Also, there are services to help caregivers in most communities, and the cost is often based on ability to pay or covered by the care receiver’s insurance. Services that may be available in your community include adult day care centers, home health aides, home-delivered meals, respite care, transportation services, and skilled nursing.
- Caregiver services in your community – Call your local Area Agency on Aging, senior center, senior services organization, county information and referral service, university gerontology department, family service, or hospital social work unit for contact suggestions.
- Caregiver support for veterans – If your care recipient is a Veteran, home health care coverage, financial support, nursing home care, and adult day care benefits may be available. Some Veterans Administration programs are free, while others require co-payments, depending upon the veteran’s status, income, and other criteria.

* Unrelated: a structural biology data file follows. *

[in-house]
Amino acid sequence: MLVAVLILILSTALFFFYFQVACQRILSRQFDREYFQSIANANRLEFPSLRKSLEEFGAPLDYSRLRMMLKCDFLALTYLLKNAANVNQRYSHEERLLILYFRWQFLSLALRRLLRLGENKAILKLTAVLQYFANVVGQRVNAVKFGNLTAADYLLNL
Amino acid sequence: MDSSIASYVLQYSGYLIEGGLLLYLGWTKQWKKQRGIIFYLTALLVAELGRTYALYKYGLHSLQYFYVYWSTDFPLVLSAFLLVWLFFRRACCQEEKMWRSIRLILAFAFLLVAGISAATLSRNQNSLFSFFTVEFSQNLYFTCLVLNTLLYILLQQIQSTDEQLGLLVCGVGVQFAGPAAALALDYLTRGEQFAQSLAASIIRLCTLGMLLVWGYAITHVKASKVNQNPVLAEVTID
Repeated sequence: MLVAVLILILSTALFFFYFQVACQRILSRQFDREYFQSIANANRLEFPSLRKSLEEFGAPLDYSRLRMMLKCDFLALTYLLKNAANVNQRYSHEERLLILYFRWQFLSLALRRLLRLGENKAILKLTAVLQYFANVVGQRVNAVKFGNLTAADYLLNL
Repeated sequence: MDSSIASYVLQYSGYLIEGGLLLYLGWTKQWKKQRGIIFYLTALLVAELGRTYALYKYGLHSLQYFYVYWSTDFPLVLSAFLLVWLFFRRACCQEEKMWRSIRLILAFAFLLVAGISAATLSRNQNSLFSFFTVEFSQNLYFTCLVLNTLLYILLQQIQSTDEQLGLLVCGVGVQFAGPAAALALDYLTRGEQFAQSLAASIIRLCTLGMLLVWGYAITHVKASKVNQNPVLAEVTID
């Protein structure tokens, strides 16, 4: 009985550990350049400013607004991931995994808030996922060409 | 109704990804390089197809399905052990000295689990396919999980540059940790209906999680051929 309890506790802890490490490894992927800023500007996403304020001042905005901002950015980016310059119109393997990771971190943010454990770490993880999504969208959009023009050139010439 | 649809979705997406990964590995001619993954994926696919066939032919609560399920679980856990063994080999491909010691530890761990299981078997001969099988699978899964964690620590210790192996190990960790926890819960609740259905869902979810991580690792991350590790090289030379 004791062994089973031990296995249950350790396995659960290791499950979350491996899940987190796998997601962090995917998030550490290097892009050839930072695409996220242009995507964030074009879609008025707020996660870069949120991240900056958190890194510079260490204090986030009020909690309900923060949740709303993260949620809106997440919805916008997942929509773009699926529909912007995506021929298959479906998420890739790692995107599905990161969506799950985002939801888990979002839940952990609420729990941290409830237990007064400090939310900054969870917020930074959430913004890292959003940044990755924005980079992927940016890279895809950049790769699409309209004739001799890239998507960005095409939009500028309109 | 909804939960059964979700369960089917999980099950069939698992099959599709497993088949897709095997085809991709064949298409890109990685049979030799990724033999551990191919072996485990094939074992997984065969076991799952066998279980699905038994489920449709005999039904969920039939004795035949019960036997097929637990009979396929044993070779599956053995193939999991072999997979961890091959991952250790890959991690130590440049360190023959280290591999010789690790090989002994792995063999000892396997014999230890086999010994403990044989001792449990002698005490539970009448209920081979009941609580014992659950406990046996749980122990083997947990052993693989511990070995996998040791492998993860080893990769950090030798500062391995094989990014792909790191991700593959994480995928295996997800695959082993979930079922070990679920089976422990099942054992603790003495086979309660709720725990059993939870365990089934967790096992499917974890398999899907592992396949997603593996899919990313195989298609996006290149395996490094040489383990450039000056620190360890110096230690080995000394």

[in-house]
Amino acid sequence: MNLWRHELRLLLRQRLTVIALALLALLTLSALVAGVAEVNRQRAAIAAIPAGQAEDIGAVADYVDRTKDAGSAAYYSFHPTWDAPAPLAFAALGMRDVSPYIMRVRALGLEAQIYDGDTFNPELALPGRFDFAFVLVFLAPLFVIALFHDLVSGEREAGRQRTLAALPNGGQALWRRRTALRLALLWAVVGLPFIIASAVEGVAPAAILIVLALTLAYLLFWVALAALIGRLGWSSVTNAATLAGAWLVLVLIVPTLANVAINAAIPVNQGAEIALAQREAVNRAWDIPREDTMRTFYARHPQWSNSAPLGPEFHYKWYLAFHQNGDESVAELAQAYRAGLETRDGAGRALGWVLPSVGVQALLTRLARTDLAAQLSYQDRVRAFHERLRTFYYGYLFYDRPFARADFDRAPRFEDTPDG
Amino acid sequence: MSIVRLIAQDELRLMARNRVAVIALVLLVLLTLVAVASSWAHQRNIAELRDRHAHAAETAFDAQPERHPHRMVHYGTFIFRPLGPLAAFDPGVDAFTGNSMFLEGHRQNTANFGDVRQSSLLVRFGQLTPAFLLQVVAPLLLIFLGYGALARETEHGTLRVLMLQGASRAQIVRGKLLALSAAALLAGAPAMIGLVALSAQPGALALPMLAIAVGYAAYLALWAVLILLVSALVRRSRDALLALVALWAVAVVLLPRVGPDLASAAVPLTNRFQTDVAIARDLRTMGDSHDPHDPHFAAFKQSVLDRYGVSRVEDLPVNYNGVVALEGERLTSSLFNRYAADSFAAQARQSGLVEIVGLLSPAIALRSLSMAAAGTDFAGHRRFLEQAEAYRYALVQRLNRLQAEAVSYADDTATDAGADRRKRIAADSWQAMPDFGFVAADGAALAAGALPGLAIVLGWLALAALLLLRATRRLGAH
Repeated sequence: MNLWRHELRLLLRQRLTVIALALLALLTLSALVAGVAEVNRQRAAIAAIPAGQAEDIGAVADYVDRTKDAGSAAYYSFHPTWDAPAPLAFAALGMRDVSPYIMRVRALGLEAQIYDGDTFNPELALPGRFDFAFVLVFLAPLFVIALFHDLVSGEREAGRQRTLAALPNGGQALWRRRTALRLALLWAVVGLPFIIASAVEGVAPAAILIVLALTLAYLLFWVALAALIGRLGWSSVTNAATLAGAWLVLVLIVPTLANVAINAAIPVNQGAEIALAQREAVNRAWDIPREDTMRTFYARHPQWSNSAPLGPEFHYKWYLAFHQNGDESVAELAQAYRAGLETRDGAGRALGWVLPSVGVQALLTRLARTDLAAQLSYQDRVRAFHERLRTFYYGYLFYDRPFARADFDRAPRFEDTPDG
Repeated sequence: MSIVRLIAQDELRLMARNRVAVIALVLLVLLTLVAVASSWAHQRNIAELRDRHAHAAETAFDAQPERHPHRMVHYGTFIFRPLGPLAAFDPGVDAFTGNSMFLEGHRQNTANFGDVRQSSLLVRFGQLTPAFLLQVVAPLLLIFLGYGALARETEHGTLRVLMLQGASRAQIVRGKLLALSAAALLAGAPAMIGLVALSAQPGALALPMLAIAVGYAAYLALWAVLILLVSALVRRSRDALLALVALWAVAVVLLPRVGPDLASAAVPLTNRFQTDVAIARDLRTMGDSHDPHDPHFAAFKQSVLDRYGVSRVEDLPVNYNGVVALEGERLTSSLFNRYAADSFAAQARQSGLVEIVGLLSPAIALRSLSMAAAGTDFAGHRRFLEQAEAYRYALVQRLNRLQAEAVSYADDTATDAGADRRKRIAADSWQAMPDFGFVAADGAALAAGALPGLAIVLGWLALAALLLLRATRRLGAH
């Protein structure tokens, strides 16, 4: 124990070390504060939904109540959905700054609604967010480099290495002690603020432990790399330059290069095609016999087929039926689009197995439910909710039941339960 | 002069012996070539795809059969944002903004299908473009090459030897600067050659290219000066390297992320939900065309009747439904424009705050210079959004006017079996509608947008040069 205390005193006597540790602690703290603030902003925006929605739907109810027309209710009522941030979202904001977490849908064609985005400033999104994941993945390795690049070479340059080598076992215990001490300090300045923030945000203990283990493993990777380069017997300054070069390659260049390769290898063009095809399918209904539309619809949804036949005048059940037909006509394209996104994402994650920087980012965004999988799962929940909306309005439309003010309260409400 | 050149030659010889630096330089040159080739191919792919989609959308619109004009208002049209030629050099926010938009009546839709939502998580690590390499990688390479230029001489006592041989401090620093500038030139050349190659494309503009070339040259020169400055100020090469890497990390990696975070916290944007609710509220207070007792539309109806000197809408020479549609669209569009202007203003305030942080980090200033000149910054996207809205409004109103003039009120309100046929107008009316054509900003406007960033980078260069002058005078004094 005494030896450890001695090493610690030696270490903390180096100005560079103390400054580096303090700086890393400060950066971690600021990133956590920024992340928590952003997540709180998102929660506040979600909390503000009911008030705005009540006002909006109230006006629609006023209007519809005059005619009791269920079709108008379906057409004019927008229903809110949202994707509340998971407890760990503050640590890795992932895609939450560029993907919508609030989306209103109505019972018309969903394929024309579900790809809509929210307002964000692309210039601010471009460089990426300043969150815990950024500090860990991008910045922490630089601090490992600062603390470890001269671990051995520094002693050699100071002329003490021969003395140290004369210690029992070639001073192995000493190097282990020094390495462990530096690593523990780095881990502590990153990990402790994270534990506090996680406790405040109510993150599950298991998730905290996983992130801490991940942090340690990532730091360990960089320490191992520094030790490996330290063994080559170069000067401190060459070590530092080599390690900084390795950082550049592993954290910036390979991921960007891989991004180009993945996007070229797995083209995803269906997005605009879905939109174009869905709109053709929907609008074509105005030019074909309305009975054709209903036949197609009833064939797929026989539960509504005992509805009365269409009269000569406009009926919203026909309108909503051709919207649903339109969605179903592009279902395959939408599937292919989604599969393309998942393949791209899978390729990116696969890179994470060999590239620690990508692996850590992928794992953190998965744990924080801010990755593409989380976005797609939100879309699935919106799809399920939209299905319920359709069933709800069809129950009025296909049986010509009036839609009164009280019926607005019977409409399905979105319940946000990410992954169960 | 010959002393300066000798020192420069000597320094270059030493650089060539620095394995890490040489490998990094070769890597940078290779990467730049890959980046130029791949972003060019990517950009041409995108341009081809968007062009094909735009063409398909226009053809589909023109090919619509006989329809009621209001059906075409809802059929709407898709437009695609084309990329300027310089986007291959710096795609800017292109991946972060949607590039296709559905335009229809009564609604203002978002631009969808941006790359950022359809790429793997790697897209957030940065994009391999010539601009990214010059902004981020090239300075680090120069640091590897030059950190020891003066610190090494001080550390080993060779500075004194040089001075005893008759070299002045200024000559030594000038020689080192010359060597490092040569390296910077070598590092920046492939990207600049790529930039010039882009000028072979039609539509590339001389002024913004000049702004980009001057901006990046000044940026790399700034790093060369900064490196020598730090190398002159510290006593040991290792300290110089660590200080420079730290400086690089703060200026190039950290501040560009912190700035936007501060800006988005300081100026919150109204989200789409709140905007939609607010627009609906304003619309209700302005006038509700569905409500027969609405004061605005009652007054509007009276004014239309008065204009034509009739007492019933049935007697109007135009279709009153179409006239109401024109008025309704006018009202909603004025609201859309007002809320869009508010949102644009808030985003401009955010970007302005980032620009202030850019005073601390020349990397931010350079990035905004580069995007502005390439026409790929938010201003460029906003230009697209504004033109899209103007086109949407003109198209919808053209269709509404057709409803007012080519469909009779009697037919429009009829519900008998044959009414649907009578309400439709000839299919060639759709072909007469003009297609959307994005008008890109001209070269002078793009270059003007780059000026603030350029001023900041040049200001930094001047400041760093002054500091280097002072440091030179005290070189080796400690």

- Your family member’s affiliations – Fraternal organizations such as the Elks, Eagles, or Moose lodges may offer some assistance if your family member is a longtime dues-paying member. This help may take the form of phone check-ins, home visits, or transportation.
- Community transportation services – Many community transportation services are free for your care recipient, while others may have a nominal fee or ask for a donation. Your local Area Agency on Aging (AAA) can help you locate transportation to and from adult day care, senior centers, shopping malls, and doctor’s appointments.
- Telephone check-ins – Telephone reassurance provides prescheduled calls to homebound older adults to reduce their isolation and monitor their well-being. Check with your local AAA, religious groups, senior centers, and other public or nonprofit organizations.
- Adult day care – If your loved one is well enough, consider the possibility of adult day care. An adult day care center can provide you with needed breaks during the day or week, and your loved one with some valuable diversions and activities.